A recent special focus issue on integrative oncology deserves a solid read. In light of the recent controversial article in JAMA on complementary and alternative cancer therapies, this special issue by JACM, The Journal of Alternative and Complementary Medicine, a peer-reviewed publication from Mary Ann Liebert, Inc., publishers, puts a lens on possible approaches and potential therapeutic benefits of complementary and integrative medicine in multiple age groups, nations, and special populations. The full text articles in this special issue are only available until October, 24, 2018.
In his editorial, John Weeks, cancer survivor, JACM Editor-in-Chief, contributor to Today’s Practitioner and founder of johnweeks-integrator.com, he makes the persuasive argument that the goal of this special issue and the experts featured therein are vital to “advance the evidence-informed integrative oncology model.”
On behalf of all whose lives have been extended by the life-saving brutality to our tissues and spirits that is an expected part of cancer treatment—and thus who have a chance to benefit from integrative complementary care—this shift cannot come a moment too soon.” ~ JACM Editor-in-Chief John Weeks
The integrative oncology special issue focuses on the following:
Articles from North America, Europe, the Middle East, and Asia—6 invited reviews, 13 original research articles, 7 commentaries, and 2 editorials.
- Guest Editors Moshe Frenkel, MD, University of Texas Medical Branch, Director of the Complementary and Integrative Medicine Unit at Meir Medical Center, Israel and Lynda Balneaves, PhD RN, President of the Society for Integrative Oncology and Associate Professor, Rady Faculty of Health Sciences, University of Manitoba, Canada. Click here for more.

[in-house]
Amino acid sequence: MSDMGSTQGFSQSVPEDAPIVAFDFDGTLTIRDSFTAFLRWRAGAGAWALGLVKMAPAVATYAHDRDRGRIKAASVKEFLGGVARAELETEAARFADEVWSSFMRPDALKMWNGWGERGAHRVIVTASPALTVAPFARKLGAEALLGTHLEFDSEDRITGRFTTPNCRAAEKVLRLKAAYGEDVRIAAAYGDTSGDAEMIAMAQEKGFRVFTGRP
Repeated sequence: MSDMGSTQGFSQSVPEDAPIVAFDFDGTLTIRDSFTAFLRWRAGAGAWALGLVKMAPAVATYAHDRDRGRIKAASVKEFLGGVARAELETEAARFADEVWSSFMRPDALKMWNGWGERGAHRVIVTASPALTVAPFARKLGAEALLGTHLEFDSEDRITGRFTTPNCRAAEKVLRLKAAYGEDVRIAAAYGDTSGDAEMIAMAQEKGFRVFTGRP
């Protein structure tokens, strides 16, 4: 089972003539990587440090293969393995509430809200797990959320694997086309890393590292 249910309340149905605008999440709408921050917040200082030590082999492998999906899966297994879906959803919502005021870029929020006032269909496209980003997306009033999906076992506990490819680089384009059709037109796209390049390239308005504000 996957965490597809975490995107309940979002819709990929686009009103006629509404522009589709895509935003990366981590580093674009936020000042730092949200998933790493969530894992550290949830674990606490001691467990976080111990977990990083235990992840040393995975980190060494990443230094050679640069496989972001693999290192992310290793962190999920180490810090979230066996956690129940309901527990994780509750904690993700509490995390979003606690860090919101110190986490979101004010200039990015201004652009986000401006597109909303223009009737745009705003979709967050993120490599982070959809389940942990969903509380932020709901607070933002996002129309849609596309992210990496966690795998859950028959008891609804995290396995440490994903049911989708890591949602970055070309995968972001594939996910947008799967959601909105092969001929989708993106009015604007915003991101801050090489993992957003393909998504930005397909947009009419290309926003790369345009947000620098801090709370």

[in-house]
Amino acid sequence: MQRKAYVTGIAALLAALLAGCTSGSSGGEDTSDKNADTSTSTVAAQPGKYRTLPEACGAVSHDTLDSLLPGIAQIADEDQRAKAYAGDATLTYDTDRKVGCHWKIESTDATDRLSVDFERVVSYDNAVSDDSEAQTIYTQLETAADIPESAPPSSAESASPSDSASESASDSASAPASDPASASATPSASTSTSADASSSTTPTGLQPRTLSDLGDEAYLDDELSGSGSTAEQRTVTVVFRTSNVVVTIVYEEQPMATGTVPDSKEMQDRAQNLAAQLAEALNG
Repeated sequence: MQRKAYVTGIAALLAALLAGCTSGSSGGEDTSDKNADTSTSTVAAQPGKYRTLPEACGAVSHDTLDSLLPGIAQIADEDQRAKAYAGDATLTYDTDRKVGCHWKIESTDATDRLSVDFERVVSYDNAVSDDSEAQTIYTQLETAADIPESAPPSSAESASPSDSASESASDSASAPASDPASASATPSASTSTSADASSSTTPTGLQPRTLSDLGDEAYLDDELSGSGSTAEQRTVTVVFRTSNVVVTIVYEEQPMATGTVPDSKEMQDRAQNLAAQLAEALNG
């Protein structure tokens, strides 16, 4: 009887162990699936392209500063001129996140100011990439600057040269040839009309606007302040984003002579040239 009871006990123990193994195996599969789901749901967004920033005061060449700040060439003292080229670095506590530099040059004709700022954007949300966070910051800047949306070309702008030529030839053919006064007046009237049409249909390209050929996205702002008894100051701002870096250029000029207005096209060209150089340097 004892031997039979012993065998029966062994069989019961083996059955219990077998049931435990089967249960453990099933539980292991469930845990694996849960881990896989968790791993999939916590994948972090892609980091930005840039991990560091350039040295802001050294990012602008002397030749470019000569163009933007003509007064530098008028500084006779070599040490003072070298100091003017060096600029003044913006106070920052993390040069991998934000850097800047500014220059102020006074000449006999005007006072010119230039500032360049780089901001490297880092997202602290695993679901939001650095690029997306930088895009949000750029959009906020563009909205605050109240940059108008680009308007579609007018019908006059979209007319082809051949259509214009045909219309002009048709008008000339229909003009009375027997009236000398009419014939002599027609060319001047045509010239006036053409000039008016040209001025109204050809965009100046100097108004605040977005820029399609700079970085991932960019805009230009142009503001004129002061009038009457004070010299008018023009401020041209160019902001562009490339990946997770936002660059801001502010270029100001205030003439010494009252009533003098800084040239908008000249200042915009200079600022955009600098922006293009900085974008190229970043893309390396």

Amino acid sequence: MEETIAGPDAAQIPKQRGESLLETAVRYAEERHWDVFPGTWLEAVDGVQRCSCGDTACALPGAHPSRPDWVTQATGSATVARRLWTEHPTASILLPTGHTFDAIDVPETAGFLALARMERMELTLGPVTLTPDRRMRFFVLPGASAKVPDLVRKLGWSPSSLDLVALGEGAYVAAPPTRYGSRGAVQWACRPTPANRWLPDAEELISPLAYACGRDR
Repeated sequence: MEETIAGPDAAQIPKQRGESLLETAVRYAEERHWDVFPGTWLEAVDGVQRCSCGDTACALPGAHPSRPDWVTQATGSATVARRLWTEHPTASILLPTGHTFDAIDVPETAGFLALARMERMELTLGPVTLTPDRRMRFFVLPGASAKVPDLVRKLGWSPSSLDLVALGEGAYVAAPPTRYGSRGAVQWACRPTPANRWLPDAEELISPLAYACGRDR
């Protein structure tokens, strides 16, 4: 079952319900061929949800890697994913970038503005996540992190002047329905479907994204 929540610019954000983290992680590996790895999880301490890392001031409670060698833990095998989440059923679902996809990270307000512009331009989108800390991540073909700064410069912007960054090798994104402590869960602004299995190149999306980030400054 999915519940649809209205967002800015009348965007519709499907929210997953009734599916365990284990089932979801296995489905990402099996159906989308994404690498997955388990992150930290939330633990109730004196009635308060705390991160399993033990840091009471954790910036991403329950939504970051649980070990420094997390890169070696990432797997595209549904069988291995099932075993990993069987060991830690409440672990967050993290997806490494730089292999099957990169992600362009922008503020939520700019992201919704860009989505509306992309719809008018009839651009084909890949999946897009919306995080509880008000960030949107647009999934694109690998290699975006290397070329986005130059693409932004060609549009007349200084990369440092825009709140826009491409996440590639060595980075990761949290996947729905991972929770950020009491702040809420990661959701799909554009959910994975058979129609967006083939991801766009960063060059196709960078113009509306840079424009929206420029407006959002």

- Invited review “Integrative Medicine in Childhood Cancer” by Elena Ladas, PhD, RD, Columbia University, New York City, NY, which examines the increasing use of integrative health measures among pediatric cancer patients, most often as supportive care agents. Dr. Ladas takes a close look at the options and effectiveness of nutritional and dietary strategies, including specialized diets and nutritional supplements such as probiotics. She also evaluates complementary therapies in pediatric oncology, including acupuncture, aromatherapy, and massage.
- Erika Stoerkel, MPH, Thought Leadership and Innovation Foundation, McLean, VA and colleagues from University of Texas Health San Antonio, TX, Brooke Army Medical Center, Fort Sam Houston, TX, and Samueli Institute, Alexandria, VA, coauthored the article “Effectiveness of a Self-Care Toolkit for Surgical Breast Cancer Patients in a Military Treatment Facility.” The researchers compared two groups of women about to undergo surgery for breast cancer, one of which was given a self-care toolkit.
- Commentary “Exceptional Responders, Outliers, and Radical Remissions,” cancer survivor Glenn Sabin, of FON Therapeutics, Silver Spring, MD, and author of n of 1, an account of his personal journey, focuses on cancer patients who spontaneously go into remission—also called outliers or exceptional responders. Should these patients be studied or ignored?